459    was accordingly done. Some of the Anglican bishops, as might be expected
460    from fanatics, were forward in recommending torture. But Cecil was no more
461    of a fanatic than his mistress. What both of them cared for was not a
462    particular religious belief--they bad both of them conformed to Popery under
463    Queen Mary--but the sovereign's claim to prescribe religious belief, or
464    rather religious profession, and they were provoked with the missionaries
465    for thwarting them. Provoking it was, no doubt. But everything seems to show
466    that it would have been better to pursue the earlier policy of the reign; to
467    be content with enacting severe laws which practically were not put into
468    execution. &lt;/p&gt;
469    &lt;p align=&quot;left&quot;&gt;The English branch of the Jesuit attack was, for political
470    purposes, a dead failure. A few persons of rank, who at heart were Catholics
471    before, were formally reconciled to the Pope. Mendoza claims that among them
472    were six peers whose names he conceals. These peers, if he is to be
473    believed, were treasonable enough in their designs. But, even by his
474    account, they were determined not to stir unless a foreign army should have
475    first entered England. &lt;/p&gt;
476    &lt;p align=&quot;left&quot;&gt;How far Mendoza's master was from seeing his way to attack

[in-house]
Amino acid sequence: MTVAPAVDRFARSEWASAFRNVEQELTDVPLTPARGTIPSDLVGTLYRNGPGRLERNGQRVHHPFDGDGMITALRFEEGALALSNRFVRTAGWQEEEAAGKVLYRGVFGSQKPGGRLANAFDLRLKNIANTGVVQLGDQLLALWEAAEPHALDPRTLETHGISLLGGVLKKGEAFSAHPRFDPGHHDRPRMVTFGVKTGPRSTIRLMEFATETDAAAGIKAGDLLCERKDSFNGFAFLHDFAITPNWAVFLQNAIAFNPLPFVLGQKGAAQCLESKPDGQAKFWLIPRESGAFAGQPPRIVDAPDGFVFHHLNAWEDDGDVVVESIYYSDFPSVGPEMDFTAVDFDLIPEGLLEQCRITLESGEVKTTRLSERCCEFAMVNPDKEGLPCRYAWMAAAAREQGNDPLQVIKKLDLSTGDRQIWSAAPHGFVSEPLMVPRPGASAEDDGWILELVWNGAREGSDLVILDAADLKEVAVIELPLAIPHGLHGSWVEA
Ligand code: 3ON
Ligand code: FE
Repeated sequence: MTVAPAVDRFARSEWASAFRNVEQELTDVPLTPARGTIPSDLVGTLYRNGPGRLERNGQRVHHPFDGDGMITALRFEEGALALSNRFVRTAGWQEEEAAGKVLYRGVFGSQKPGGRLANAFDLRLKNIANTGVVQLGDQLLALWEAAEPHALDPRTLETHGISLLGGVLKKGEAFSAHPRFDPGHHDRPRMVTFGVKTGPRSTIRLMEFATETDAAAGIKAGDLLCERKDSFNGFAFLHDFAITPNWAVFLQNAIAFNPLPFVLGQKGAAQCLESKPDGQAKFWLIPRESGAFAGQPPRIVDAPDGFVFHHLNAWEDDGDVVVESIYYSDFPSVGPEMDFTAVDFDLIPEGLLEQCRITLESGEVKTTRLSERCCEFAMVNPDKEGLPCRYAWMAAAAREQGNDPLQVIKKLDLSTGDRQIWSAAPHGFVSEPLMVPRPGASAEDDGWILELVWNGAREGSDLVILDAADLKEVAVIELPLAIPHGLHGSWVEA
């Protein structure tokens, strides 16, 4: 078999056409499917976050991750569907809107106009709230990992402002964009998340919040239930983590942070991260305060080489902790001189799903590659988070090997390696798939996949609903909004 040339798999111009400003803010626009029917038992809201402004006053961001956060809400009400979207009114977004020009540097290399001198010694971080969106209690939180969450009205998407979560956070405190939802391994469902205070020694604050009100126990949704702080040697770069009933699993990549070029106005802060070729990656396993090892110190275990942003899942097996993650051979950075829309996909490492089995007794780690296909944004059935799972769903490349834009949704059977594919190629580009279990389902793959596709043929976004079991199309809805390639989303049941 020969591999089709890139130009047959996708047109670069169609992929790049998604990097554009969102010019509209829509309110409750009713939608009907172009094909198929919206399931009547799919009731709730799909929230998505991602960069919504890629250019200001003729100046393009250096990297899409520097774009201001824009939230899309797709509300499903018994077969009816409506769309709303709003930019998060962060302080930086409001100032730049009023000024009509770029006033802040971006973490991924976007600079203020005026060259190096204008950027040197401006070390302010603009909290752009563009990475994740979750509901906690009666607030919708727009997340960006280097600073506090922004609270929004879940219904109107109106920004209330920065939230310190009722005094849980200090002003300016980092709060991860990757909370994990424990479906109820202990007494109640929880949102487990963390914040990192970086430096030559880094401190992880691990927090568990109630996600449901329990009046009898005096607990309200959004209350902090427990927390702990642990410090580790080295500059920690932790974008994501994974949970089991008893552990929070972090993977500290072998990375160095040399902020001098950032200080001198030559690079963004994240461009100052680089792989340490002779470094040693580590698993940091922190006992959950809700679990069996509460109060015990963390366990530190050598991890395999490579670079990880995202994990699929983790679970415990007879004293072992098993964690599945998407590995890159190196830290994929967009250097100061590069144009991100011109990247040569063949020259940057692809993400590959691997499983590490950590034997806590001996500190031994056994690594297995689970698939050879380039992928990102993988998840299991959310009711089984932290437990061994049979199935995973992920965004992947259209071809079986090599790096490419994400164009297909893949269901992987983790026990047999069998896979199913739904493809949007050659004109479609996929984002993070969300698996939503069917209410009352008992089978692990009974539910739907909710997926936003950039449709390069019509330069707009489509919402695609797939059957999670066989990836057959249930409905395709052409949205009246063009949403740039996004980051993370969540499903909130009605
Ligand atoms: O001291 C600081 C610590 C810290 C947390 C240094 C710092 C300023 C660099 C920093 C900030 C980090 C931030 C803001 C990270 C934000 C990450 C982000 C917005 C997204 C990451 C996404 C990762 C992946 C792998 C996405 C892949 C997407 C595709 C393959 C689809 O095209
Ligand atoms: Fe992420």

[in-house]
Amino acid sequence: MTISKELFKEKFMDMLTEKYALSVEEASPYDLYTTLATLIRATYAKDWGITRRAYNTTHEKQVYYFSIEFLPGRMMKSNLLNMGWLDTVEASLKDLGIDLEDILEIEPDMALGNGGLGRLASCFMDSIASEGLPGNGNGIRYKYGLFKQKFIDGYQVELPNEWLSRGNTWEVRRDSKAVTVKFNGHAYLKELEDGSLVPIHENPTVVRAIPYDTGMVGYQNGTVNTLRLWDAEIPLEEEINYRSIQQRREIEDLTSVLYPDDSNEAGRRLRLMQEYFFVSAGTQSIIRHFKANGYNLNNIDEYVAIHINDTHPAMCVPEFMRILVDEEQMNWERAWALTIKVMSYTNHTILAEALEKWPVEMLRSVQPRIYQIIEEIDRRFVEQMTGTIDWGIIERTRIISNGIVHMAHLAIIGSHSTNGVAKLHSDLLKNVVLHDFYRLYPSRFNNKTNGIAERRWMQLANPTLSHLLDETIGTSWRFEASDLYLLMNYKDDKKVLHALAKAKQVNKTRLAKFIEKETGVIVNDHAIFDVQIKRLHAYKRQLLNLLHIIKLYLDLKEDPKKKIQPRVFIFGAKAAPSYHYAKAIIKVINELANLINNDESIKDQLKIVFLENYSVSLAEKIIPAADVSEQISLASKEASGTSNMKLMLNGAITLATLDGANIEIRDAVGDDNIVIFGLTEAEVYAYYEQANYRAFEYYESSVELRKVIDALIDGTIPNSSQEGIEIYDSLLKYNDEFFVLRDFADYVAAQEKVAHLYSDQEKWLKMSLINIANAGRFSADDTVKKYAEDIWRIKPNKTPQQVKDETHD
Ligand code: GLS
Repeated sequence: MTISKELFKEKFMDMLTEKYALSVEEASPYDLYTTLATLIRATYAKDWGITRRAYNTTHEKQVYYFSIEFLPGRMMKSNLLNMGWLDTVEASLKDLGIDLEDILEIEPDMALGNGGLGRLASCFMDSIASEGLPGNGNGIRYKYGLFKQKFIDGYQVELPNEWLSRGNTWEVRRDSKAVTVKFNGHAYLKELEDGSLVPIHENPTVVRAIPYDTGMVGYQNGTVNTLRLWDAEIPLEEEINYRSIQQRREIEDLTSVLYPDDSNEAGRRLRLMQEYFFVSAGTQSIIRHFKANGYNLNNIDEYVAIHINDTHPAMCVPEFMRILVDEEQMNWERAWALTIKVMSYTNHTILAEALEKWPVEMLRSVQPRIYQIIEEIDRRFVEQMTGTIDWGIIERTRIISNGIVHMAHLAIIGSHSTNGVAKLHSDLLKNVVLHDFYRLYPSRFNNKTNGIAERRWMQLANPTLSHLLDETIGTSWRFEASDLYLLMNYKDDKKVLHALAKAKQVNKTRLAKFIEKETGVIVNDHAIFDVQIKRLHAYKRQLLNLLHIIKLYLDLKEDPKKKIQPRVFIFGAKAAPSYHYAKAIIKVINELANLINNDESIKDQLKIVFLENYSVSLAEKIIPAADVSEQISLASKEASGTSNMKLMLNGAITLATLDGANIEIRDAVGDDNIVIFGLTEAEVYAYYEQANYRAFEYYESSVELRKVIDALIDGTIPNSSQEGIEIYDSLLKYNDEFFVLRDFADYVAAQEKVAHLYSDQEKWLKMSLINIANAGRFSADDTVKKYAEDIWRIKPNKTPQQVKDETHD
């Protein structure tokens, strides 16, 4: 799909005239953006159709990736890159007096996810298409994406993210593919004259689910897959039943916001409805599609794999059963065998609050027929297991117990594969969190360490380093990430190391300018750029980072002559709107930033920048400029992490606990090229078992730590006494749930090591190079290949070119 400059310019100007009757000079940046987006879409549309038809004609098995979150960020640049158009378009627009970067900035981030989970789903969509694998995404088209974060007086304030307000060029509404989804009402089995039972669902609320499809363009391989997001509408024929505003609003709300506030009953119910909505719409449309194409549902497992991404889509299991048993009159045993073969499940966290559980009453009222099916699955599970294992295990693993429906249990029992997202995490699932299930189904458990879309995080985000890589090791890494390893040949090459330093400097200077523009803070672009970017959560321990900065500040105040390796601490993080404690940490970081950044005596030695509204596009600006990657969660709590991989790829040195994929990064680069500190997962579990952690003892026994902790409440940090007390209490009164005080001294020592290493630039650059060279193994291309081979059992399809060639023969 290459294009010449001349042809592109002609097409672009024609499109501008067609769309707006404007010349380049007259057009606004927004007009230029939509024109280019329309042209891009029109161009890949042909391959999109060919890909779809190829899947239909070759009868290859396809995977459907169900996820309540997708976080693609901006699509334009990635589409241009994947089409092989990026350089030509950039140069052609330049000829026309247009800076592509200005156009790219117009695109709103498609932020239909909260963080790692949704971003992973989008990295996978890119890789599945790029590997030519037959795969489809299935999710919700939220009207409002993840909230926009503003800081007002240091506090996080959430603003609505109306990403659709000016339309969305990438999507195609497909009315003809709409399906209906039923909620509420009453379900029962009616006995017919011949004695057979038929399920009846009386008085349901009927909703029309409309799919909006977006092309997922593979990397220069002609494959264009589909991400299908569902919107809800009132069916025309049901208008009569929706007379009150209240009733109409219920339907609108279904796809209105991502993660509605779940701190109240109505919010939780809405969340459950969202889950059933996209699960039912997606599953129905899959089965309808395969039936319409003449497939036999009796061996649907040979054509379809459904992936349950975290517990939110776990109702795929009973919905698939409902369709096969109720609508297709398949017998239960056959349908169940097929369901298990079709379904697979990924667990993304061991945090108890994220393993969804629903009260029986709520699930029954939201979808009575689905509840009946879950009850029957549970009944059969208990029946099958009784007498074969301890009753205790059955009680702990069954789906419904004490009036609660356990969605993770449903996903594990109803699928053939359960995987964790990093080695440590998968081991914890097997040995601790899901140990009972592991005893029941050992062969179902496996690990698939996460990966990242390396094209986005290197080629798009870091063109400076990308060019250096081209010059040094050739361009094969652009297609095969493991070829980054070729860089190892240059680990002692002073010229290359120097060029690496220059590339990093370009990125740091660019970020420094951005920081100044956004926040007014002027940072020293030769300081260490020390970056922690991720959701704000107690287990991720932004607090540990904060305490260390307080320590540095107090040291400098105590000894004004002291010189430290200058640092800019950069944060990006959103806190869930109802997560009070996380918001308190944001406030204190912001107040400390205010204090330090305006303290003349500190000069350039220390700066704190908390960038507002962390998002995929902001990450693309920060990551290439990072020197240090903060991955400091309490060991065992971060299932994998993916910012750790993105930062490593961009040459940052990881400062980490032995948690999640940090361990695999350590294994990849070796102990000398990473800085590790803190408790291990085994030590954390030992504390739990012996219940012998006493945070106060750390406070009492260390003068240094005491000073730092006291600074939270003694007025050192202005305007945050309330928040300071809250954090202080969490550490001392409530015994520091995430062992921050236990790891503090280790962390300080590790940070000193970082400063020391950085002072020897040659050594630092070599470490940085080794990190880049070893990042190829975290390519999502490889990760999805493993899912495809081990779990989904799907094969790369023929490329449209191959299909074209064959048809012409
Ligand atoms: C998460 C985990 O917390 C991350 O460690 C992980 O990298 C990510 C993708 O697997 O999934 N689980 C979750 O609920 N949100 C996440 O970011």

477    England at this time was strikingly shown by his behaviour under the most
478    audacious outrage that Elizabeth had yet inflicted on him. Some twelve
479    months before (October 1580), Drake had returned from his famous voyage
480    round the world. That voyage was nothing else than a piratical expedition,
481    for which it was notorious that the funds had been mainly furnished by
482    Elizabeth and Leicester. On sea and land Drake had robbed Philip of gold,
483    silver, and precious stones to the value of at least £750,000. In vain did
484    Mendoza clamour for restitution and talk about war. Elizabeth kept the
485    booty, knighted Drake, and openly showed him every mark of confidence and
486    favour. When Mendoza told her that as she would not hear words, they must
487    come to cannon and see if she would hear them, she replied (&amp;quot;quietly in her
488    most natural voice&amp;quot;) that, if he used threats of that kind, she would throw
489    him into prison. The correspondence between the Spanish ambassador and his